If you come to Ketchum, here are a few humble suggestions. This isn’t comprehensive, nor am I a local, but I’ve had a pretty good time investigating so far.
Access from town is flabbergasting, with five Forest Service campgrounds (Boundary, Cottonwood, North Fork, Murdock, and Wood River) within 15 minutes of city limits, plus a handful more if you want to get a little farther out there. Dispersed camping is just as abundant and high quality. Sun Valley Trekking also rents two of its backcountry mountain yurts, Coyote and Pioneer, which make great long-weekend base camps for exploring the high peaks.
By and large, the trails in and around the valley are smooth, flowing, tight, and often very, very steep. Bring a hardtail or short-travel mountain bike, a gravel bike (not a roadie), and an extra set of lungs. The Fox Creek Loop makes a quick post-work ride from town, with a nice unwind along the water to begin, followed by a well-worn climb and swooping descent back to city limits. Tack on North Fork and Chocolate Gulch for additional vert and a more backcountry feel, or combine those two with Oregon Gulch and Saddle Trail from the Oregon Gulch trailhead for an even more challenging ride. A 15-minute drive south of town, the Greenhorn trail complex has more rocks, big views, and access to the high country. North of town, Galena Lodge, the local cross-country area, serves up lots of quick-hit loops on its cross-country skiing turned MTB trails, as well as great pastries, coffee, and lunch between laps. There’s even lift-op park riding at Sun Valley, which has opened two new trails this season: the flowy, slalom-turn Mindbender and the butt-off-your-seat-steep, jump-laden Pale Rider.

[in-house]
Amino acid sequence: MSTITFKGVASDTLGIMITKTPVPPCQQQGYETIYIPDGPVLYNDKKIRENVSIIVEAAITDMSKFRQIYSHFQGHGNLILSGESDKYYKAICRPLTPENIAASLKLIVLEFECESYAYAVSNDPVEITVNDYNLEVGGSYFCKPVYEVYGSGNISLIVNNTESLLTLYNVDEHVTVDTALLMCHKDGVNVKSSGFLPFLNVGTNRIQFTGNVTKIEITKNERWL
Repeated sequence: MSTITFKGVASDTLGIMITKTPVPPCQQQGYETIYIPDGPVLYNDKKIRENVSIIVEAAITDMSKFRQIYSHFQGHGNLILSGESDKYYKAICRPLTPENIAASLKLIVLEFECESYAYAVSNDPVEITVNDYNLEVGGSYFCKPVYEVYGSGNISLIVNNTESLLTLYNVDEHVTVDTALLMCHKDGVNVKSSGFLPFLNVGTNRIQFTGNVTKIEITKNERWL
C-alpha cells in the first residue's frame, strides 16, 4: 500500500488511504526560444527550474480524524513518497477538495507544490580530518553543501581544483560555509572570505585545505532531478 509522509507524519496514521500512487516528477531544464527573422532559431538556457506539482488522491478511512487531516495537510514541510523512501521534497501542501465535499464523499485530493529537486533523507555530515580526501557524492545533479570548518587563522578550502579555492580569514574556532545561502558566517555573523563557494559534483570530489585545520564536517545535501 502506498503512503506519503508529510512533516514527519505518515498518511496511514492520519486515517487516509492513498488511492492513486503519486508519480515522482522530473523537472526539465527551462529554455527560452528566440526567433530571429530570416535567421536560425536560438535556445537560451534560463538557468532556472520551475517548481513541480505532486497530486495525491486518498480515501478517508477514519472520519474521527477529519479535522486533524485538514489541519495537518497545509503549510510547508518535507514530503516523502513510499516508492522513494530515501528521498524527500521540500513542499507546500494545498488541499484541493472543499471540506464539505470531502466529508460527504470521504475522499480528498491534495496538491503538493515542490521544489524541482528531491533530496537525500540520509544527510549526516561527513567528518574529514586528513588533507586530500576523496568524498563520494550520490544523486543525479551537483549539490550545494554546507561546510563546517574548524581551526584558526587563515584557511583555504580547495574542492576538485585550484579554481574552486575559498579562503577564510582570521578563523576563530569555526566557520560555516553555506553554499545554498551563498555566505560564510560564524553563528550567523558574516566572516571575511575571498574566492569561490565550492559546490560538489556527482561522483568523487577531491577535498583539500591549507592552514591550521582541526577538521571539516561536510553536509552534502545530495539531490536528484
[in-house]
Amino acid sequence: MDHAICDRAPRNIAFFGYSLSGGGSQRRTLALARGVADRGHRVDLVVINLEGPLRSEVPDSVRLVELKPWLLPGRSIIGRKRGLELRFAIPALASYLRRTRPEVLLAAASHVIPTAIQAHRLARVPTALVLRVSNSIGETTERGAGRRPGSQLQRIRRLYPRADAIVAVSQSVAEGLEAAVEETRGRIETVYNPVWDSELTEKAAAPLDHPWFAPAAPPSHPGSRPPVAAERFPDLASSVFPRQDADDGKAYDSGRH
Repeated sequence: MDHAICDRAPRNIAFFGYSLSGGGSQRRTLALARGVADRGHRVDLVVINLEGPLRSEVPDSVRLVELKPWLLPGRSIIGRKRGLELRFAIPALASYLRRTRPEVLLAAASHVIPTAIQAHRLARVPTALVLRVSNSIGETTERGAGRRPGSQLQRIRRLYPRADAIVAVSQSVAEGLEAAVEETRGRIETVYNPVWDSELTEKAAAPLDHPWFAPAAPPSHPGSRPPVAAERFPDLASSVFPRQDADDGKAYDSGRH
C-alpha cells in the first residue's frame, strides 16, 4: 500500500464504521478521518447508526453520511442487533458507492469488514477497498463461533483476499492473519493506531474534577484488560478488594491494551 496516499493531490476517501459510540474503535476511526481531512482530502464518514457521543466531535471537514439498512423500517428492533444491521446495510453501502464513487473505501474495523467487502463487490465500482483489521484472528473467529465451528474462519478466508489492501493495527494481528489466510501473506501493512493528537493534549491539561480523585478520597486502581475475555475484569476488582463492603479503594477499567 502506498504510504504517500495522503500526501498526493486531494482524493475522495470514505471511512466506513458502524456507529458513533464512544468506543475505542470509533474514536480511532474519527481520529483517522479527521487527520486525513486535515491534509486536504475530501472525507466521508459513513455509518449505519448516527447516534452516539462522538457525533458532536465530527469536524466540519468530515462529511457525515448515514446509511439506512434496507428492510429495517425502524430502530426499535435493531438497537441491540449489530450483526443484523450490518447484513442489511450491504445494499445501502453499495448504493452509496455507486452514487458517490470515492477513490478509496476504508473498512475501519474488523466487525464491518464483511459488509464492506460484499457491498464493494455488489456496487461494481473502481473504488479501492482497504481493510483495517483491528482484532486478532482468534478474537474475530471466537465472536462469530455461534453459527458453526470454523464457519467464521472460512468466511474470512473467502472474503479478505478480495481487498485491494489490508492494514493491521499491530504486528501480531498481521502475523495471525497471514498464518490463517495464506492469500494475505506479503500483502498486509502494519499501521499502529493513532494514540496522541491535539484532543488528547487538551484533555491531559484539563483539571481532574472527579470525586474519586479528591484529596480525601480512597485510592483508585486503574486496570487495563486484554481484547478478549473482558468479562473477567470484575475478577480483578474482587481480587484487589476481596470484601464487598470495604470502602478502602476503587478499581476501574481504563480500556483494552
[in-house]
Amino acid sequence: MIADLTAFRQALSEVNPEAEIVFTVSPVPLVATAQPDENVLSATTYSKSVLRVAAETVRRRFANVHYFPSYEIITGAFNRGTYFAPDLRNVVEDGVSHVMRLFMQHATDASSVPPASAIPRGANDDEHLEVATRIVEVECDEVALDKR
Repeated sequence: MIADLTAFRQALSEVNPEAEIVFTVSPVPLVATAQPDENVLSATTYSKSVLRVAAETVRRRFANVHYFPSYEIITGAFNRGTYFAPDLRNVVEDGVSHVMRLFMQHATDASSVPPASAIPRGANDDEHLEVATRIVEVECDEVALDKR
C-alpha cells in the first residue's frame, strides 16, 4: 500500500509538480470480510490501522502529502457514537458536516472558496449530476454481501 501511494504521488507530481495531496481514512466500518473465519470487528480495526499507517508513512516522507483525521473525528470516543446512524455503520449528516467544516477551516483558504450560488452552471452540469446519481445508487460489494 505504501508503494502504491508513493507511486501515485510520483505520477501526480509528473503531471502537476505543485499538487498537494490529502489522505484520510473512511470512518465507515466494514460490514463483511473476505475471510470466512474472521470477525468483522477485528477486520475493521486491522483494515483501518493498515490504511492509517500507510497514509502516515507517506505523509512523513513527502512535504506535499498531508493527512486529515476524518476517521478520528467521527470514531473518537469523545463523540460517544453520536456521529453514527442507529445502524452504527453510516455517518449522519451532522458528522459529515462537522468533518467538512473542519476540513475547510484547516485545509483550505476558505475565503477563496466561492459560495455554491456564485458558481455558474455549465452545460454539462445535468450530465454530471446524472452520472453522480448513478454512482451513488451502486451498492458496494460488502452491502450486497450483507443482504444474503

Ketchum has a friendly downtown that’s compact and packed with sunny patios. One word of advice: Parking can be a bear, and pedestrians mob the place, so it’s best to skip the car and pedal into town. Maude’s Coffee and Clothing is a quirky little place with nice people, smooth coffee, and racks of eclectic new and secondhand clothing. Unlike big towns, where bike shops can be backed up with work and a bit snooty about it, both local shops that I’ve visited, Sturtevants and the Elephant’s Perch, were helpful, managed repairs for me in short order, and took time to offer me thoughtful advice on trail choices and conditions.
Even though it’s down the road in Hailey, the Power House is worth the trip. It’s part bike shop, part bar and grill, with local, organic food and a sunny patio perfect for whiling away an afternoon. There are lots of good, casual eats for refueling in Ketchum proper, too: Grumpy’s is an institution for post-ride burgers and beer; Rickshaw serves Asian-inspired small plates; and Wiseguy Pizza serves more than the typical pies (the White Trash Guy, with bacon, kettle chips, scallions, Parmesan, mozzarella, and ranch dressing is probably best reserved for after very long rides). If you feel like waiting until later and getting dressed up, head to Enoteca, which serves a killer burrata, succulent mussels, and a hearty osso bucco.